Death of the metrosexual, at the hands of ‘Urban Lions’

‘Because men are worth it too’ – perhaps it was this condescending tagline of the cosmetics brand that was the tipping point. Or perhaps it was the self sneering collective burden of accommodating the sissiness of pink, and the cultivated façade of ‘extra sensitivity’ that finally embarrassed the metrosexual man. The remnants of masochistic, alpha male dominating behavior that seemed all but lost have made their resounding comeback – bigger, better and decidedly smarter. The Signs of change among a generation of Indian males brought up on this anecdotal valor, and on movies of volcanic physicality essayed by the once angry young man and his swarthy mate, are reassuringly clear.

Shahrukh, the maximum Khan, arguably one of the primary influencers on maximum India, has bandied a plethora of brands. The defining Sign of change on the gender benders too, had to come from him. And it did. By posing in a bathtub for a popular beauty soap, he had approved of the effeminate man. However, a few months ago, the same smart barometer of the consumer’s pulse, was splashed across with six pack abs and an alpha male attitude. This much talked about persona of the down-ageing Khan was a potent Sign on the arrival of the Urban Lion.


Many more Signs quickly followed.

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  • The Maruti Suzuki SX4, a new mid-size sedan announced its introduction, and position, with the line ‘Men are back’.

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  • Fastrack eye wear, a brand of lifestyle accessories by Titan, launched a new range of eye gear called the Biker’s collection. It featured very traditional macho male styles and graphics, and was summed up by the tagline ‘Bikers don’t cry’.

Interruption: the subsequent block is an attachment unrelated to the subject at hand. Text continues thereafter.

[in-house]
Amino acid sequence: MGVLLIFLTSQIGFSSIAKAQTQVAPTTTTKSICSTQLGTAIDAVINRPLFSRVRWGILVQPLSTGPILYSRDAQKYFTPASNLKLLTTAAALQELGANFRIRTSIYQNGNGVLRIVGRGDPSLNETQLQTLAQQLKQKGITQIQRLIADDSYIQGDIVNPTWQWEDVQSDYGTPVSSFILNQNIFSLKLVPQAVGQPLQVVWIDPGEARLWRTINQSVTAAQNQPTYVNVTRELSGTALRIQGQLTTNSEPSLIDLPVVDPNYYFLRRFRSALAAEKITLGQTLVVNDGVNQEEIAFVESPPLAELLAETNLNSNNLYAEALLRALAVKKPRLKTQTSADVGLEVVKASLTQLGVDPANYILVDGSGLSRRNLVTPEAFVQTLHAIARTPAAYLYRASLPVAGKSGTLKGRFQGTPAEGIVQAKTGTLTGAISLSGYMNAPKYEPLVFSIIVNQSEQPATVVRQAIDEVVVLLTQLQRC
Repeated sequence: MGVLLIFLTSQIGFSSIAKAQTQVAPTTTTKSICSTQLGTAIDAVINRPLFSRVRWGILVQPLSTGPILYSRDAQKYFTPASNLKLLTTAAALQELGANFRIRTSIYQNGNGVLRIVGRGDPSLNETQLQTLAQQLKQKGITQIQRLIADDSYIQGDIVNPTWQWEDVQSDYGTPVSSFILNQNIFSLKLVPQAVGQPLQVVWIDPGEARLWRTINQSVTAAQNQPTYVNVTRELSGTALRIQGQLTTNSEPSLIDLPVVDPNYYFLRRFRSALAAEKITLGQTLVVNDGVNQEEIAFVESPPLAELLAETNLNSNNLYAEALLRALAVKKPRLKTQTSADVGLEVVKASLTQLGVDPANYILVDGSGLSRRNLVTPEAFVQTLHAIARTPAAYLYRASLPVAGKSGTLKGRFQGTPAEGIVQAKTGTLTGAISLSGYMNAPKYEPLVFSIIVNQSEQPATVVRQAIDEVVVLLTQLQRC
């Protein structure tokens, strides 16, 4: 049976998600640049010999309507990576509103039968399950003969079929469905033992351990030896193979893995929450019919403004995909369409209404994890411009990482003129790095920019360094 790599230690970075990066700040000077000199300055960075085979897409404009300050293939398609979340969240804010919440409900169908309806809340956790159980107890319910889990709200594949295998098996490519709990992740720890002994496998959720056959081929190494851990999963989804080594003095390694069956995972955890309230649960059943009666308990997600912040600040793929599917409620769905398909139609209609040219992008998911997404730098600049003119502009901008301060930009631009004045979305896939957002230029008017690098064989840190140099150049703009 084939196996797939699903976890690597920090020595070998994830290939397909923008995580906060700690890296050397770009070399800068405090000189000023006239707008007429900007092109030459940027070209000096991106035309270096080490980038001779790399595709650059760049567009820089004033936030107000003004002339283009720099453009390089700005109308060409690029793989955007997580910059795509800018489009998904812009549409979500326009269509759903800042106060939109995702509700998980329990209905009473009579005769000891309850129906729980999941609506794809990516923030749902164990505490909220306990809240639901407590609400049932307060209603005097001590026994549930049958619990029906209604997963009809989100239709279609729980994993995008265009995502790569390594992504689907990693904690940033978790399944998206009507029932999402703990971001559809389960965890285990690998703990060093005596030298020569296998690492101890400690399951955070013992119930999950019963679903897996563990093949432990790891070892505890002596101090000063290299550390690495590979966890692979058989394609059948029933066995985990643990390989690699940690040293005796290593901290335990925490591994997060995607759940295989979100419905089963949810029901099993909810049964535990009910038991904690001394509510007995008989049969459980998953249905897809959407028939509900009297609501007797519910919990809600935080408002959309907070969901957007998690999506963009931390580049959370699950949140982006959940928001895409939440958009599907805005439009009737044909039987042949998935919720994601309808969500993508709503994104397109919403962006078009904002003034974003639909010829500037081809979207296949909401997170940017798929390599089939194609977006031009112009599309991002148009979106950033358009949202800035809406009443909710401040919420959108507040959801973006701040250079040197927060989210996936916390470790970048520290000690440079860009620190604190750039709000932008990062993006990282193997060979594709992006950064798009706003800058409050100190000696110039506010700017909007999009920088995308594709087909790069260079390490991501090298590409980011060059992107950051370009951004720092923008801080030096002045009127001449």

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  • MTV Roadies 5.0, the fifth edition of the popular reality program, has brought back the formula used in the original pilot of the show, when it was launched a few years ago – machismo oozing visuals and storyline.

Marketing implications

Customer Segmentation. In a scenario where masculinity and femininity have intermingled and are yet to redefine themselves, customer segmentation is bound to be challenging. The first to feel the impact will obviously be brands operating in the fashion and lifestyle sectors. Cosmetics and personal care brands will be pressured into adapting to the Urban Lion. From developing new brand extensions, to dropping the pretensions of ‘sensitivity’ in the male persona, marketers are going to have to consider this waking giant as an entirely new entity.

Parallel evolution on the feminine side would see toning down of the masculine traits, Femininity would be saved and restored albeit with less dependence on cosmetics and greater realism. Endearing ‘Feminine Chic’ would replace the somewhat irritating ‘Masculine Chic’

Branding Revisited: The remnants of gender bending still percolating down to the masses would mean continuing re-looking at the traditional stereotypes. More critically, the redefinitions of sexuality would create socio-cultural conflicts for masculinity and, in the subsequent future, femininity too. That is what would present brands with an opportunity. Opportunity of creating Brand Myths that would provide a resolution to these conflicts and create a Brand Connect that would right up there, at the highest order of branding.


Ashish Mishra is vice president, strategic planning, Mudra

Source:
Campaign India